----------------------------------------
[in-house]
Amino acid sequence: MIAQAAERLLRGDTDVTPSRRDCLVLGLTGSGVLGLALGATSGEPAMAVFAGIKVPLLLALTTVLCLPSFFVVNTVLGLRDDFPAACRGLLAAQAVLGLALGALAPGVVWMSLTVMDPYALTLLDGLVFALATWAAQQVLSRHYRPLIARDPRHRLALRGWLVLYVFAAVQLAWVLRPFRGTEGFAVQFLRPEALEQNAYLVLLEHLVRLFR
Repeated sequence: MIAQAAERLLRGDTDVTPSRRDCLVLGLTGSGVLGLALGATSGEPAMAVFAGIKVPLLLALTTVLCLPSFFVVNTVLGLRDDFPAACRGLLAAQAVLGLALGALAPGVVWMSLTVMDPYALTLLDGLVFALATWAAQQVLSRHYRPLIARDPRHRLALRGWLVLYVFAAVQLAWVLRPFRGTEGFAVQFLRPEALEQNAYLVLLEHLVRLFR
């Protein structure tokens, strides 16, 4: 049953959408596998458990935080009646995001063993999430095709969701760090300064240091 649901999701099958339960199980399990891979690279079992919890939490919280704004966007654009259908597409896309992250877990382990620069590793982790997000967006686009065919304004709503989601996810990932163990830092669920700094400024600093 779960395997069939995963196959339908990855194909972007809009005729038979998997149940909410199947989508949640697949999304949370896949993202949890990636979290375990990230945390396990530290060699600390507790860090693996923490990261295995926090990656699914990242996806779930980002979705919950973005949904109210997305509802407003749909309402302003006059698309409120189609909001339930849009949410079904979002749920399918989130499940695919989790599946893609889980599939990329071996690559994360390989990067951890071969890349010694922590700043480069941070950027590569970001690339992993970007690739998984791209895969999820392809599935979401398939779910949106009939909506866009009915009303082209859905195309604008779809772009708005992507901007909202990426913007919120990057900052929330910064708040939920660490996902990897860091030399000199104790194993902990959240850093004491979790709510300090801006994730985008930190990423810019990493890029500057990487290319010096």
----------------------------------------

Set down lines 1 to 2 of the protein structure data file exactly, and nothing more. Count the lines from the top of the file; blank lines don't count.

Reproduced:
[in-house]
Amino acid sequence: MIAQAAERLLRGDTDVTPSRRDCLVLGLTGSGVLGLALGATSGEPAMAVFAGIKVPLLLALTTVLCLPSFFVVNTVLGLRDDFPAACRGLLAAQAVLGLALGALAPGVVWMSLTVMDPYALTLLDGLVFALATWAAQQVLSRHYRPLIARDPRHRLALRGWLVLYVFAAVQLAWVLRPFRGTEGFAVQFLRPEALEQNAYLVLLEHLVRLFR